Tag Archives: systems thinking

Systems Thinking Bibliography

Bibliography from the session on Systems Thinking led by Jean Tabaka and Bill Wake (William.Wake@acm.org), at Agile 2009, August, 2009. We've found these books useful and interesting and hope you do too.

Banyai, Istvan. Zoom. Puffin, 1998. ISBN 0140557741.

 

Brynteson, Richard. Once Upon a Complex Time: Using Stories to Understand Systems. Sparrow Media Group, Eden Prairie, MN, 2006. ISBN 0971930481. 

 

Senge, Peter. The Fifth Discipline: The Art & Practice of The Learning Organization. Doubleday, 1990. ISBN 0-385-26095-4.

 

Senge, Peter, Art Kleiner, Charlotte Roberts Richard Ross, and Bryan Smith. The Fifth Discipline Fieldbook. Doubleday, 1994. ISBN 0-385-47256-0. 

 

Sweeney, Linda Booth. When a Butterfly Sneezes. Pegasus Communications, 2001. ISBN 1883823528. 

 

Thiagarajan, Sivsailam. Thiagi’s 100 Favorite Games. John Wiley & Sons, San Francisco, CA, 2006. ISBN 0787981990. 

 

Weinberg, Gerald. Quality Software Management: Volume 1, Systems Thinking. Dorset House, 1992. ISBN 0-932633-22-6.

 

http://www.pegasuscom.com/ (Web)

 

http://www.systems-thinking.org/ (Web)


Review – The Principles of Product Development Flow (Reinertsen)

The Principles of Product Development Flow: Second Generation Lean Product Development, by Donald Reinertsen. Celeritas Publishing, 2009.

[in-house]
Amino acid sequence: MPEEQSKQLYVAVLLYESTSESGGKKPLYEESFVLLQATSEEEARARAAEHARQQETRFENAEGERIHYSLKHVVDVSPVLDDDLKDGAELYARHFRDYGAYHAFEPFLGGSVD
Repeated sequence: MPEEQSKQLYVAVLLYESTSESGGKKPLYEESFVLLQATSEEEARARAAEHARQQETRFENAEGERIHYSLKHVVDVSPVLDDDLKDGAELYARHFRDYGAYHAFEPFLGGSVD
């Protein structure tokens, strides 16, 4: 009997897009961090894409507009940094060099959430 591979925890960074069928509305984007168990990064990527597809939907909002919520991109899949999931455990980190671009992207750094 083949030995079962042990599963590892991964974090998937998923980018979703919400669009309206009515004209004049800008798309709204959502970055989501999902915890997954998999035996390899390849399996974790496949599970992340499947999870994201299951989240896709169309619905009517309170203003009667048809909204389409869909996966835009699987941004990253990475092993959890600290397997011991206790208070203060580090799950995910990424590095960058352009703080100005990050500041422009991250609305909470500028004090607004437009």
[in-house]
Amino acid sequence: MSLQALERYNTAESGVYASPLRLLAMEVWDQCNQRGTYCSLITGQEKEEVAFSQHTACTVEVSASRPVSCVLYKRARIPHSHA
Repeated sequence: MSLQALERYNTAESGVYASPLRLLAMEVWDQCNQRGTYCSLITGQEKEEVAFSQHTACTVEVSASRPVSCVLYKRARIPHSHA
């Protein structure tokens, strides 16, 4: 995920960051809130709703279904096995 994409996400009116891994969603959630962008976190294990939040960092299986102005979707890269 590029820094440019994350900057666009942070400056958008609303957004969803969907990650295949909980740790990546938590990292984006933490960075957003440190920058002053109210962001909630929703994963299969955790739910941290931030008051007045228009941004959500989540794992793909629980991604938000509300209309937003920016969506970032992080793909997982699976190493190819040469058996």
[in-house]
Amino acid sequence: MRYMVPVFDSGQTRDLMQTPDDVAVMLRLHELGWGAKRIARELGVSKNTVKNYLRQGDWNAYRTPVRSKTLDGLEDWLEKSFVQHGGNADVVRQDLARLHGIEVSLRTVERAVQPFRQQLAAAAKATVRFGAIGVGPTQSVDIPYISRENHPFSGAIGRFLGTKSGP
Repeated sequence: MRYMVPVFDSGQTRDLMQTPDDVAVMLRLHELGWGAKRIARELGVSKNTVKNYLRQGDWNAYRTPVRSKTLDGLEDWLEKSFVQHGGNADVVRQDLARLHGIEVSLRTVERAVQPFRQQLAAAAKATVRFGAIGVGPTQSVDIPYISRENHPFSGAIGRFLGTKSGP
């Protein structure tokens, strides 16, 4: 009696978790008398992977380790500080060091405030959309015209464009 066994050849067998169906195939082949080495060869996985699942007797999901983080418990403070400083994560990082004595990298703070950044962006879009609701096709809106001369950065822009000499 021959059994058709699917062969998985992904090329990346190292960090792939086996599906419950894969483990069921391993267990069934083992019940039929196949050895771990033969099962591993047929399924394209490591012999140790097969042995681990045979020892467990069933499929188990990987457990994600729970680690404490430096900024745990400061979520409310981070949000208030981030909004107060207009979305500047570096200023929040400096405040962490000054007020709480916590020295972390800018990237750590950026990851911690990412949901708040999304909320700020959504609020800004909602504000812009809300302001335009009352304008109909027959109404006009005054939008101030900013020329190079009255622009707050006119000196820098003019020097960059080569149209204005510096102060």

Lean product development can be looked at as flow-based product development. Reinertsen draws on a variety of areas (economics, queue theory, control theory, the military) to explore the consequences for product development. The book is organized as 175 principles, organized into chapters by area. Here are a couple examples: “B2: The Batch Size Queueing Principle: Reducing batch size reduces cycle time”; “F8: The Cadence Batch Size Enabling Principle: Use a regular cadence to enable small batch sizes”. Each principle gets a page or two of explanations; the diagrams are plentiful and helpful. (For an introduction to the topic, I still recommend Reinertsen’s book Managing the Design Factory.)

Review – Quality Software Management, vol. 1: Systems Thinking

Quality Software Management, Volume 1: Systems Thinking, Gerald M. Weinberg, Dorset House, 1992.
Starts with “What is quality?” Looks at management patterns for software development, and highlights the importance of feedback. Uses system models (that show interconnections with reinforcing and damping feedback) to examine the impact of management and the need to steer. Considers the challenges of steering, and of customer feedback.

Weinberg applies these tools to look at quality and errors. Errors are hard to find, and resolving one problem can create others. Finally, he looks at how stress and pressure can cause breakdowns in teams. (Reviewed Nov., ’02)